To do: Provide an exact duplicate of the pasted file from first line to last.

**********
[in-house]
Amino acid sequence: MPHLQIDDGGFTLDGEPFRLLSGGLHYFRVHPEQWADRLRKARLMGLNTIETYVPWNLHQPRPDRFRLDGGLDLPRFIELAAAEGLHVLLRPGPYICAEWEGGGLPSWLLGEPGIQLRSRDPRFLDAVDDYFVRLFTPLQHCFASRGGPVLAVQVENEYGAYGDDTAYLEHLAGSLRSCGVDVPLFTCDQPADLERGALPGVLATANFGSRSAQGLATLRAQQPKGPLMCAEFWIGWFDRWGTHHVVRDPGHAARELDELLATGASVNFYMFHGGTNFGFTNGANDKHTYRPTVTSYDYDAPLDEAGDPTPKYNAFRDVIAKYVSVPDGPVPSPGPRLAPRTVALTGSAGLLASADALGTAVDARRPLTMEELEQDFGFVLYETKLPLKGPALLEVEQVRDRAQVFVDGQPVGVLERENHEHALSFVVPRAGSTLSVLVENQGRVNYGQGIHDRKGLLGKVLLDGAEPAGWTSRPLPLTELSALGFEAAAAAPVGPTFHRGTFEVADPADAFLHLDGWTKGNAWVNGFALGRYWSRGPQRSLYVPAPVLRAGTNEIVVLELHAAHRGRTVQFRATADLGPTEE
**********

[in-house]
Amino acid sequence: MPHLQIDDGGFTLDGEPFRLLSGGLHYFRVHPEQWADRLRKARLMGLNTIETYVPWNLHQPRPDRFRLDGGLDLPRFIELAAAEGLHVLLRPGPYICAEWEGGGLPSWLLGEPGIQLRSRDPRFLDAVDDYFVRLFTPLQHCFASRGGPVLAVQVENEYGAYGDDTAYLEHLAGSLRSCGVDVPLFTCDQPADLERGALPGVLATANFGSRSAQGLATLRAQQPKGPLMCAEFWIGWFDRWGTHHVVRDPGHAARELDELLATGASVNFYMFHGGTNFGFTNGANDKHTYRPTVTSYDYDAPLDEAGDPTPKYNAFRDVIAKYVSVPDGPVPSPGPRLAPRTVALTGSAGLLASADALGTAVDARRPLTMEELEQDFGFVLYETKLPLKGPALLEVEQVRDRAQVFVDGQPVGVLERENHEHALSFVVPRAGSTLSVLVENQGRVNYGQGIHDRKGLLGKVLLDGAEPAGWTSRPLPLTELSALGFEAAAAAPVGPTFHRGTFEVADPADAFLHLDGWTKGNAWVNGFALGRYWSRGPQRSLYVPAPVLRAGTNEIVVLELHAAHRGRTVQFRATADLGPTEE